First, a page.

This meant nipping from a conference in Swansea to a gig in London, then a day working in London (though they had forgot to ready any work for me), a day in London partly work, partly marvelling at the positively breathtaking atrium and Kings Library at the British Museum, another gig, being driven back to York, Eternal Sunshine of the Spotless Mind, to Leeds in the rain for the final gig, then cap it all with a nice burn down the M1 before a day with Photoshop and Harry Potter.
So, that was the summary, now for some detail.
I sound like such a fanboy - I've seen SBA three times this week, and each gig was better than the previous. My brother warned me that the Verge was a bit on the small size, has a no-tripod policy and inconvenient poles. He was right. The sound was a bit mediocre to start with, but did cheer up a bit, but it seemed that despite a relatively good show of fans things weren't ~quite~ working for the chaps (used as a non gender specific term). The other acts were a little mixed. Sleeping Children played what seemed like a short set - long enough to notice how pretty the lead singer was, without paying too much attention to the noise. Antiworld weren't really to my taste, and they had a poor drummer hidden in the back of a small stage. Some photos to follow (of course!).
Friday was my first time visiting Electrowerkz, and it lived down to its press. Most of the bands were new to me (not getting out much) but I tried to pay a bit of attention despite having sat through some of the soundchecks. KinHo seemed more like a concept performance art project than a band - or perhaps men in wedding dresses are awfully passé now. Needless to say bitching about them with childeric was much more fun than listening to them. The SBA set really came together. There was stage presence, there was a real sense of enthusiasm and a great crowd. The chaps were in a buoyant mood and it shined through. Demeter I'd missed in sound check, but I was astonished to find I actually liked them. Not quite sure how to describe them, but having a consistent (rather than flashing) light meant they were reasonable photo-fodder (though I promise I did pay attention to the music). The Modern were on next, and looked to be a mix of Kraftwerk and MFI, with an odd Bez for company. I've never seen a band take a couple of desks on stage before. Noise wise they were fun, though I wasn't quite sure what they were saying again. Finally there was Ghosts of Lemora. At least I'd heard of them, even if never heard them (if that makes sense). If The Modern were sponsored by MFI or Ikea then GoL were channelling the spirit of the bar, and did come across a little worse for the weather. Of course, being the "headline act" and on at 1 AM isn't my idea of sensible. A number of the crowd had slipped away too, which made the front of the dance floor seem a bit empty. Their gig last night was better.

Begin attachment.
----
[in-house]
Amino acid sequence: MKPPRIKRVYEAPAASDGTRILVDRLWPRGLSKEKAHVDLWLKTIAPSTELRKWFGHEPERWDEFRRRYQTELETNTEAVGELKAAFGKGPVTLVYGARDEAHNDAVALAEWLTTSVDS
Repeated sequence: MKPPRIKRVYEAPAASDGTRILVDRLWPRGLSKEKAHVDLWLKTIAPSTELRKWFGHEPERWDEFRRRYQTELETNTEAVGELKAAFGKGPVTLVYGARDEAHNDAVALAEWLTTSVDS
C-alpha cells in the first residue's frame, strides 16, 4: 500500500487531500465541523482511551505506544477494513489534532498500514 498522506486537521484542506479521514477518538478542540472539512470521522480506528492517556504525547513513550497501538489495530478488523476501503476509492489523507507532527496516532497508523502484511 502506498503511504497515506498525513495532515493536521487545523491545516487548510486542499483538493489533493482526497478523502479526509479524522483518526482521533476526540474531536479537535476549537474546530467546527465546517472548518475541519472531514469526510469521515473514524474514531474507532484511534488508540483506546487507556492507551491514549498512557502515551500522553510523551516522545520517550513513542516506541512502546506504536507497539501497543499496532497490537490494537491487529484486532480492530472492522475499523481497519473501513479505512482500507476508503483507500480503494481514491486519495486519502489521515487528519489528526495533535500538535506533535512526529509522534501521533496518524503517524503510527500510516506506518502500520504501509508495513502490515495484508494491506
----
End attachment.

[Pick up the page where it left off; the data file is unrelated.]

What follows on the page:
Saturday was a chance to see Eternal Sunshine of the Spotless Mind. I've noticed that if in Birmingham the cinema tradition is to talk all the way through, in York it is to have allocated seats then completely ignore them once you get into the cinema. I very much enjoyed the film, and have two short reviews depending on whether I am a "hard-nosed critic" or a "slightly soppy new-man". The former would say "Arty love story with trite ending espousing the futility of love for a generation without a soul. Bearable but slow of pace and up its own ass a fair amount.". The latter would say "Beautiful unrushed love story with hopelessly optimistic ending. Brought a tear to my eye and reminded me that having emotions is OK.". Both would say "Why does Jim Carrey waste himself on comedy?" and "Will Elijah Wood ever live down Lord of the Rings?".
Sunday it was off to Leeds where it rained. For a change I decided to have a night off the camera, though did get twitchy on a couple of occasions, ending with me selling SBA merchandise to keep me occupied. Both SBA and GoL put on a good performance, though I can't help worrying that GoL are covering very old, well travelled ground - and while technically competent do look a bit dated and, next to SBA, lethargic.
Going out today was Harry Potter. It was good, or at least had good bits. I loved the "slightly quirky" direction and some of the set themes, but to me David Thewlis will always be "that mancunian from Mike Leigh's Naked" and Gary Oldman really needs to learn that dominating an ensemble cast with a single stare is in some circles considered slightly rude and I found Emma Thompson embarrassing (but the character is frankly crap). Colour and lighting was good, and we shall see how the next one goes, though I'd rather see the same cast than any changes.
And now, as we reach the end of this epic, some images. These are of tukie from the gig last Wednesday. I'll post more soon, and the ones I decide I like enough will be linked from http://www.disturbing.org.uk. (This is the "first cut").
Oh, and I seem to have spent £1000 today. Ooops.